My sister Marion Dale and I share many wonderful childhood memories. One of our favourites is the summers we spent with our Great Auntie Kate. In her 70’s when we visited she raised sheep on a family farm near Renfrew, Ontario. No inside plumbing, no electricity, our days were spent exploring the sheep pasture and bringing bouquets of brown eyed Susans home for the table centrepiece.
We walked a quarter of a mile to the highway to catch the bus to Ottawa. Auntie Kate would flag down the bus with her hankie.
The summer Marion turned 10 years old we visited Aunt Edna in Ottawa and Marion learned a craft that has coloured her hand work ever since.
The parlour in Aunt Edna’s home came directly out of Victorian times. A brick fireplace and heavy brocade furniture created a sense of past times. Marion remembers a ferocious thunderstorm on the fateful craft evening.
Now Marion was a wild rose. In fact the train man on our trip east that year had picked a rose while the train waited at a rail siding. He presented the wild rose to the “little wild rose” travelling with her mum and sister. So when Marion sat down to learn tatting, the patient, attention to detail work was out of character.
Tatting is an ancient form of lacemaking. Girls and handmaidens were taught the craft. However, Queen Victoria from England and Archduchess Marie Theresa from Austria were also said to enjoy tatting. Originally fishermen used a large shuttle to weave heavy cord into fishing nets. They used the Bolin knot as the anchor – this is a slip knot. The idea was handed down to weavers who used finer thread and a smaller shuttle. This form of lace making became very popular in Europe and was used to add elegance and charm to bed linens, camisoles and tablecloths.
Tatting is known as knotting in England and frivolet in France. When the craft came across the ocean, it was called tatting in early North American history.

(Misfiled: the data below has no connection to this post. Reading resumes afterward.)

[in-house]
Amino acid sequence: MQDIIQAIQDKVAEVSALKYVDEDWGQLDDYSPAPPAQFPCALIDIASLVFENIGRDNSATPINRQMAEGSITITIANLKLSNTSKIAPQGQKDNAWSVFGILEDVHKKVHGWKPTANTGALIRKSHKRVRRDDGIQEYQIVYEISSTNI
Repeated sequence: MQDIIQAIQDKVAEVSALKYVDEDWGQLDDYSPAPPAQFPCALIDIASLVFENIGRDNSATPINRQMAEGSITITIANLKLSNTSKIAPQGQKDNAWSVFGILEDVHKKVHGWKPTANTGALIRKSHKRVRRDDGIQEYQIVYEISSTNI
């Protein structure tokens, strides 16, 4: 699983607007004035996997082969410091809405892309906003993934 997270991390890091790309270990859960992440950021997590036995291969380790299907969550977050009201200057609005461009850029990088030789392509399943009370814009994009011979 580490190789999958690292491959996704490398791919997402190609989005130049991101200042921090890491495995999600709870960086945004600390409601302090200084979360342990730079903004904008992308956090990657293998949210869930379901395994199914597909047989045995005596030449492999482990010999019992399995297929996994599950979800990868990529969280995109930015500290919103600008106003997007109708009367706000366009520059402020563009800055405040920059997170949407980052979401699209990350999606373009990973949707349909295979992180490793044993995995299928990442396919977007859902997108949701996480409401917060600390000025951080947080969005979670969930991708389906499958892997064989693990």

Marion begins each lace work with the Bolin knot and winds the thread around her left hand. Her right hand moves the shuttle under over and then over under the thread on her left hand. Her favourite weight of modern cotton thread is #30. I watch Marion’s hands – there is a calming rhythm to the work as the lace comes alive.
Marion remembers Aunt Edna’s advice: once you can do 10 knot series in a row you will never forget the sequence! Marion has a number of books to use as inspiration. One of her favourites is the Encyclopedia of Needlework by Therese de Dillmont, Editor. The T. Eaton Co. Limited published this book. Unfortunately there is no date in the book but it looks like an early 19th century publication.
Marion has taken tatting to a new level. At her home in Dawson City, she uses her elegant handcrafted lace on original dolls as well as on her own clothing. One of my favourite items is a vest – wearable art, to be sure. Marion used treasured crocheted doilies, antique lace and her own tatting to create this beautiful piece of clothing.
Our family’s little wild rose! Aunt Edna and her teaching. Cotton thread transformed into lace. Really remarkable hand work.